by Jai Hutchison
“You can dodge bullets, but not bananas? I thought you could sense that with your Peter Tingle.” Aunt May
Director: Jon Watts
Screenplay: Chris McKenna and Erik Sommers
Based on the Marvel comics: Stan Lee and Steve Ditko.
*Spoilers for Avengers: Endgame as well as Spider-Man: Far from Home*
Emotions are raw after the loss of many in Avengers: Endgame; there are countless tears, and that is just from me. Iron Man, who was a mentor and role model to Peter Parker having the most prevalent impact in this movie of those no longer with us in the MCU. This is something which we are reminded of throughout Far from Home in a myriad of ways; Technology that played a vital part of Iron Man’s journey is present throughout this movie, some of which Stark has passed on directly to Parker. Happy Hogan, Tony Stark's bodyguard, chauffeur and close friend plays a strong supporting role in this movie; he is now Parker’s connection to the Avengers as well as his glorified chaperone and he may or may not also be developing a relationship with Aunt May. Tony Stark is everywhere in this movie, even the new villain and his story is a derivative of his past relationship with Stark.
Moving forward from this hasty attempt to bring audiences up to speed, the movie then becomes much more an exploration of the mundane than one would expect within the MCU. The premise of Far from Home is Peter Parker’s identity and his struggle with who he is, who he is needed to be, and who he wants to be. Parker embarks on a school trip across Europe with his fellow classmates, trying with difficulty to step away from Spider-Man and just be a teenager. We follow Parker throughout his travels and on his mission to tell MJ how he feels about her: and although, as expected, a villain emerges to ruin the day, their narrative also turns out to be somewhat mundane.
At the helm of this movie Jon Watts returns as director with Chris McKenna and Erik Sommers also returning to work on the screenplay. However, this time around they are presenting the anticipated sequel to their Spider-Man: Homecoming as well as the next MCU instalment following Avengers: Endgame; so, there were predetermined expectations, and they were high. In terms of Spider-Man and the overall franchise, Far from Home also arrived around six months after its multi award-winning predecessor, ‘Spider-Man: Into the Spider-Verse’. Directed by Bob Persichetti, Peter Ramsey, and Rodney Rothman from a screenplay by Rothman and Phil Lord, Into the Spider-Verse, the first animated feature film of the franchise, was well received by audiences, picking up 63 awards including an Oscar for best animated feature in 2019; Far from Home had big shoes to fill.
Annoyingly, I was away from home when I saw Spider-Man: Far from Home, and therefore I didn’t have the option to see it anything other than 2D at the local cinema. However, this did not take away from the fact that this movie displays some excellent VFX. Most of the impressive VFX are related to villain Mysterio and his holographic techniques and projector drones; used to disorientate an individual and alter their perception on reality. The most impressive scene is the ‘Illusion Battle’ between Mysterio and Spider-Man. Throughout this scene we are shown the depths of Mysterio’s ability to convince someone that these illusions are their reality; this scene actually took 8 weeks to pull together. As a villain, Jake Gyllenhaal’s Mysterio is a vast improvement on Michael Keaton’s Vulture from Spider-Man: Homecoming, despite the twist of his authenticity. The added element of a psychological threat gave the character more depth and added to the plot; reminding me of the types of villains you may find in Arkham and the scenarios which they have carried out.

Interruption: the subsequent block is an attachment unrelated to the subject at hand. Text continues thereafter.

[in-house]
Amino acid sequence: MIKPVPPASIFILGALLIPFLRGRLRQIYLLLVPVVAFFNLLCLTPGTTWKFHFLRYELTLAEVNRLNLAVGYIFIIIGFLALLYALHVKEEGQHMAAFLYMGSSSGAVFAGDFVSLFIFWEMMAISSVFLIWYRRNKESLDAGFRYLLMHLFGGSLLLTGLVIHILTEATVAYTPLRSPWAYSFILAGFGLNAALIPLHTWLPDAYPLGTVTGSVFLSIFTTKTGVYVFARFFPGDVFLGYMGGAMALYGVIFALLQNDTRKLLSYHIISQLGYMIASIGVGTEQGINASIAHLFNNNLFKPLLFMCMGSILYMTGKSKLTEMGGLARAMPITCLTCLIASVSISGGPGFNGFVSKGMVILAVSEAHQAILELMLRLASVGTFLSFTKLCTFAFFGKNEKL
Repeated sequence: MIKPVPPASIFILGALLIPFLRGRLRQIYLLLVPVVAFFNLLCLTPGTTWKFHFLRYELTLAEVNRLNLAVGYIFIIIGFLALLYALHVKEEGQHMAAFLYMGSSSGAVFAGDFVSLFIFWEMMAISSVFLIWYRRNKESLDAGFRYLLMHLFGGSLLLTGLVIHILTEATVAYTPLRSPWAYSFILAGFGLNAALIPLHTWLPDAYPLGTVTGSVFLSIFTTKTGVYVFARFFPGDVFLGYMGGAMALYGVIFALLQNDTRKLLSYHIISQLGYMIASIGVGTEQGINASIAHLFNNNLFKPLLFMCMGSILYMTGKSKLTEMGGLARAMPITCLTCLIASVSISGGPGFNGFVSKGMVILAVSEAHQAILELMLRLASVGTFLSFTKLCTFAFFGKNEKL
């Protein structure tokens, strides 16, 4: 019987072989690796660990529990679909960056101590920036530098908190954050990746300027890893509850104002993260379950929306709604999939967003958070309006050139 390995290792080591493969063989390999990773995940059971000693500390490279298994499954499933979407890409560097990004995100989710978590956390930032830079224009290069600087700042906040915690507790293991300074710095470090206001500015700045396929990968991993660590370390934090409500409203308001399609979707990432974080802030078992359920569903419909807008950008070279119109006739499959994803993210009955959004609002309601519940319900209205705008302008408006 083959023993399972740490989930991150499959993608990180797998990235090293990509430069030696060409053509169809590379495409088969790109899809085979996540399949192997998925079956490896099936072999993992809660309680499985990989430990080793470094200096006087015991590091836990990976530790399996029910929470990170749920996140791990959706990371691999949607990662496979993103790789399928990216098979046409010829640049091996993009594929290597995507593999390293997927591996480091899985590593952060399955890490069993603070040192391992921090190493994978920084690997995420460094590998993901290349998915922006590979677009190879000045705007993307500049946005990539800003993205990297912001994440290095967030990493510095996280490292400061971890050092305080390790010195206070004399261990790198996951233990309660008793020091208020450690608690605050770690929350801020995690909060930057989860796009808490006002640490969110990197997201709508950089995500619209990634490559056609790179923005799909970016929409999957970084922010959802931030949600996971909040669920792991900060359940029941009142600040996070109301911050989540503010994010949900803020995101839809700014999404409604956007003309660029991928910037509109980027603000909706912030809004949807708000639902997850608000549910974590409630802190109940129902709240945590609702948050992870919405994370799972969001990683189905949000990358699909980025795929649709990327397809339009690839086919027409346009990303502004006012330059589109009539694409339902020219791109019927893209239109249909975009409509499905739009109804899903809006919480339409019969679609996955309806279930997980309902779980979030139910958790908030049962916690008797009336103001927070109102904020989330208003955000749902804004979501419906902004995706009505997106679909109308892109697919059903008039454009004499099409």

There is also a great deal of comedy in this movie, and it is for that reason that I rather appreciate Tom Holland as our friendly neighbourhood Spider-Man. He brings a great sense of humour and goofiness to the role, which previous actors haven't. Paired up with Jacob Batalon as Parker’s best friend Ned Leeds, who knows all about Parker’s alias, the two are pretty funny. The only downside being that too much of it starts to create more of a teenage high-school comedy movie and less of a superhero movie. Marisa Tomei also brings humour to the movie in her role as Aunt May. Now that she knows about Spider-Man there is a shift in the dynamic of their relationship and it works really well, and is very funny; as are her scenes with Jon Favreau as Happy Hogan- potentially soon to be Aunt and Uncle Hogan?
I learnt two things from this movie: firstly, no one seems to have any interest in the Avengers anymore. Parker is resisting his Spider-Man responsibilities and attempting to just live life as a teenager for a while, no one else seems to be around to help save the world, not a single Avenger, and where exactly are Nick Fury and Maria Hill? I would love to say that we’ll find out in the next Spider-Man instalment, but alas… Is anyone else really hating Sony and Disney right now?
Secondly, Far from Home confirmed for me that Spider-Man cannot seem to have a movie that is truly just his. The Spider-Man movies starring Tom Holland, for some reason also have to include agents of S.H.I.E.L.D., Avengers as well as other supporting cast from Avengers movies. I don’t recall Andrew Garfield having to share the Spidey-limelight with so many? Which is unfortunate because Holland portrayed Spider-Man very well and in a new, comical yet brilliant light.
Spider-Man: Far from Home was a good movie. It’s not a great movie but it’s funny and the characters are likeable; it just needs a better balance between super hero/ teenage comedy. I would really like to have seen how Spider-Man's character developed while portrayed by Holland; it's unfortunate that it will no longer materialise.
WE SAY FAREWELL TO SPIDER-MAN AND LOOK AT THE FUTURE OF THE MCU